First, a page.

* The base encounter distance may not exceed the highest visual and hearing ranges in all groups. If it does, then the base encounter distance is automatically reduced to the highest visual or hearing range of any character in any group

nO GROuPS AwARE Of EACH OTHER

In this type of encounter, two or more opponent groups happen upon one another unexpectedly, offering the group that reacts first a chance to get the drop on everyone else. Each group makes an opposed team Blend/Stealth or Sneak/Hide check, as appropriate, applying all modifiers listed in the relevant skill check description. Each member of the group with the highest result may take 1 free action, 1 half action, or 1 full action during a surprise round.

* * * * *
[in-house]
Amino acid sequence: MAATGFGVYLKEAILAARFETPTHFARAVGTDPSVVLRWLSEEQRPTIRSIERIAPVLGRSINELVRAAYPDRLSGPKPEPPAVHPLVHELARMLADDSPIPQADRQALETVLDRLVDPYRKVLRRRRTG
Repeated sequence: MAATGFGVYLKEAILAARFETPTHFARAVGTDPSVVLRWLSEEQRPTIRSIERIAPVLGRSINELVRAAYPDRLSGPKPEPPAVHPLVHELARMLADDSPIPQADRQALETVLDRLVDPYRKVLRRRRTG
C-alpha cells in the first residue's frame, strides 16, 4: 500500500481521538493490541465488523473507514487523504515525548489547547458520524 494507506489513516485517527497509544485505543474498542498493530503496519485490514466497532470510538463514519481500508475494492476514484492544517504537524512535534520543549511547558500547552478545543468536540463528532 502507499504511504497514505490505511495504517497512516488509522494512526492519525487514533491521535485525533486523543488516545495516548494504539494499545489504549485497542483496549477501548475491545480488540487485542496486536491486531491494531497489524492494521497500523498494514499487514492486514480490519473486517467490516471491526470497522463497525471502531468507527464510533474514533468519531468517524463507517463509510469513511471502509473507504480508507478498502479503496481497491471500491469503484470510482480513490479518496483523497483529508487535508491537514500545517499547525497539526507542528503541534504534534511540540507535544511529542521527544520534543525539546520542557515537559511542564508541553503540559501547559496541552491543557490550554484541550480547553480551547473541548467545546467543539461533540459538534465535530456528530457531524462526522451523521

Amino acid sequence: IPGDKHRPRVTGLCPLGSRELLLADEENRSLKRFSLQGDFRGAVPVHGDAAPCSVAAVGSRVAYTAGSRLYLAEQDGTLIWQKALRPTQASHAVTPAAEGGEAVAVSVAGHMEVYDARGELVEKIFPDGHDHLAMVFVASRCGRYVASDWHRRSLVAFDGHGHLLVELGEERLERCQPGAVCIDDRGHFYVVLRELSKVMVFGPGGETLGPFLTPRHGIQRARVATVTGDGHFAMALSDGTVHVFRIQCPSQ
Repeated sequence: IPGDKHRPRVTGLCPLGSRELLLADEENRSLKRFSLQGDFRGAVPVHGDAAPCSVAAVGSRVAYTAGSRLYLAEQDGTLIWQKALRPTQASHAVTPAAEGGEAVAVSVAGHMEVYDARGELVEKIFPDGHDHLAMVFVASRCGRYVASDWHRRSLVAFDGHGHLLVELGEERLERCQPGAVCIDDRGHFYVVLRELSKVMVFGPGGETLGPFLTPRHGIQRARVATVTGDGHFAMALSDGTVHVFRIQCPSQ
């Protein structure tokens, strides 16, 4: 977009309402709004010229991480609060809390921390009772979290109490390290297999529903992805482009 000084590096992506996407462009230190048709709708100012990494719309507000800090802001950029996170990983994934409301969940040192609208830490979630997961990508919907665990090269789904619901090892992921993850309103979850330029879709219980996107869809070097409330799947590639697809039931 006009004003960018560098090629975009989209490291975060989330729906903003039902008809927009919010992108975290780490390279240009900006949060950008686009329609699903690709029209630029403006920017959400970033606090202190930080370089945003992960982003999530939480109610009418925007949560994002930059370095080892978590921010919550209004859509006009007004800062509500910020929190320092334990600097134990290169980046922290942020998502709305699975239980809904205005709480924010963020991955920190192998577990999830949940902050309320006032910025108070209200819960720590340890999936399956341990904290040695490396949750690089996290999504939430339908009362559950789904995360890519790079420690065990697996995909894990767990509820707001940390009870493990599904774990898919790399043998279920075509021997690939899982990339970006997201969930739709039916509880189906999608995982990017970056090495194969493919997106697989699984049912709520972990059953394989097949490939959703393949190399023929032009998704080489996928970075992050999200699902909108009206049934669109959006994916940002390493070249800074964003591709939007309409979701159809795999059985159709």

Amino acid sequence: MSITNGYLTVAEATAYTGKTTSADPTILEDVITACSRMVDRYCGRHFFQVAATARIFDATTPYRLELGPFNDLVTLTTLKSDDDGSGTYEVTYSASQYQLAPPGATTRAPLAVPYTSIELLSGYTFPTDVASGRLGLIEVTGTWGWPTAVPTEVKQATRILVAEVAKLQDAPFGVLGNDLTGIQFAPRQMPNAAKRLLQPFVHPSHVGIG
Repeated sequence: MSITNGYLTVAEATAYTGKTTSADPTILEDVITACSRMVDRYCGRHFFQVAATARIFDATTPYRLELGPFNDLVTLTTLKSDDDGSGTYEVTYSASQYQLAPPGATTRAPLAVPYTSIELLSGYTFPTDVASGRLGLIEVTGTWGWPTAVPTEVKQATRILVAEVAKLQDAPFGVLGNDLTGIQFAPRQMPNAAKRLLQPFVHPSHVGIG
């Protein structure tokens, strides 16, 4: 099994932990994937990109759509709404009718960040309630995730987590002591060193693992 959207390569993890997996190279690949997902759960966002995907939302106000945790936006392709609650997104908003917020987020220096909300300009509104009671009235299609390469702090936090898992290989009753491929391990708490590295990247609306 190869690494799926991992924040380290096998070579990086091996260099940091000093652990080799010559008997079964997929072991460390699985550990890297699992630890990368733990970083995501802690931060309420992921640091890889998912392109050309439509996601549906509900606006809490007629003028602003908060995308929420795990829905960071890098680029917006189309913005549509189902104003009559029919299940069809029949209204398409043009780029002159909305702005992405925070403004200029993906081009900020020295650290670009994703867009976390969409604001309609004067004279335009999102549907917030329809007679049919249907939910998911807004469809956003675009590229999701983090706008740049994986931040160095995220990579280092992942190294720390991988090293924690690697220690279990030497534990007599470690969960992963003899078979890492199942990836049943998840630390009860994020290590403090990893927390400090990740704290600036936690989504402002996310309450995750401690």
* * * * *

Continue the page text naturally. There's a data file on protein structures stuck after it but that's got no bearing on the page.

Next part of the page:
SOME GROuPS AwARE Of EACH OTHER

In this type of encounter, one or more groups have prepared an ambush for their opponents, or happened into a situation that might be manipulated to their advantage. Any group trying to conceal its presence or a sudden action is referred to as an acting group.

Each group makes an opposed team Blend/Stealth or Sneak/Hide check, as appropriate, applying all modifiers listed in the relevant skill check description. If the acting group wins this opposed skill check, each of its members may take 1 free action, 1 half action, or 1 full action during a surprise round; otherwise, no surprise round occurs.

All GROuPS AwARE Of EACH OTHER

In this type of encounter, all groups begin in full view or with full knowledge of their opponents’ locations or intentions, and may react accordingly. No surprise round is possible.

PARTIAl GROuP AwAREnESS